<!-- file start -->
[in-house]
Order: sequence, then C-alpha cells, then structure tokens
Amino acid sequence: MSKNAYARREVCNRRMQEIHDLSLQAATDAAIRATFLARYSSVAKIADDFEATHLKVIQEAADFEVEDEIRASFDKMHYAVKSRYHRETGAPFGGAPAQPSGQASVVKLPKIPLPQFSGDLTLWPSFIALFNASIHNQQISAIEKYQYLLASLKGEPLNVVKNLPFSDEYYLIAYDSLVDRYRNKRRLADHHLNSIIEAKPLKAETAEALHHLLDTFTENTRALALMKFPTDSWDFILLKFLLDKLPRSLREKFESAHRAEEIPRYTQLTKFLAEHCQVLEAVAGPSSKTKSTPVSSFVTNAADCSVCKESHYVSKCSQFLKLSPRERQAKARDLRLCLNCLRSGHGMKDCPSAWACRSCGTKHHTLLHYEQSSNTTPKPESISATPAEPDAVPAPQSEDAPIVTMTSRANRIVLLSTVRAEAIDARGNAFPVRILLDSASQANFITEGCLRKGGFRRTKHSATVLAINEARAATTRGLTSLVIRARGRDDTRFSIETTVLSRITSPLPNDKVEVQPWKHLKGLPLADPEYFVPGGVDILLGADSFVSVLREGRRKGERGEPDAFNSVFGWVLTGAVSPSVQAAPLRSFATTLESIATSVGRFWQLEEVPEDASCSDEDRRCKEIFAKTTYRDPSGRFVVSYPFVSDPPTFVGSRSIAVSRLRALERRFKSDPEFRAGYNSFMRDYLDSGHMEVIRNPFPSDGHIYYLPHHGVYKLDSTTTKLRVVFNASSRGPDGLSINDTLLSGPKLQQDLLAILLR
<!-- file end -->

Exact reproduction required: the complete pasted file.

[in-house]
Order: sequence, then C-alpha cells, then structure tokens
Amino acid sequence: MSKNAYARREVCNRRMQEIHDLSLQAATDAAIRATFLARYSSVAKIADDFEATHLKVIQEAADFEVEDEIRASFDKMHYAVKSRYHRETGAPFGGAPAQPSGQASVVKLPKIPLPQFSGDLTLWPSFIALFNASIHNQQISAIEKYQYLLASLKGEPLNVVKNLPFSDEYYLIAYDSLVDRYRNKRRLADHHLNSIIEAKPLKAETAEALHHLLDTFTENTRALALMKFPTDSWDFILLKFLLDKLPRSLREKFESAHRAEEIPRYTQLTKFLAEHCQVLEAVAGPSSKTKSTPVSSFVTNAADCSVCKESHYVSKCSQFLKLSPRERQAKARDLRLCLNCLRSGHGMKDCPSAWACRSCGTKHHTLLHYEQSSNTTPKPESISATPAEPDAVPAPQSEDAPIVTMTSRANRIVLLSTVRAEAIDARGNAFPVRILLDSASQANFITEGCLRKGGFRRTKHSATVLAINEARAATTRGLTSLVIRARGRDDTRFSIETTVLSRITSPLPNDKVEVQPWKHLKGLPLADPEYFVPGGVDILLGADSFVSVLREGRRKGERGEPDAFNSVFGWVLTGAVSPSVQAAPLRSFATTLESIATSVGRFWQLEEVPEDASCSDEDRRCKEIFAKTTYRDPSGRFVVSYPFVSDPPTFVGSRSIAVSRLRALERRFKSDPEFRAGYNSFMRDYLDSGHMEVIRNPFPSDGHIYYLPHHGVYKLDSTTTKLRVVFNASSRGPDGLSINDTLLSGPKLQQDLLAILLR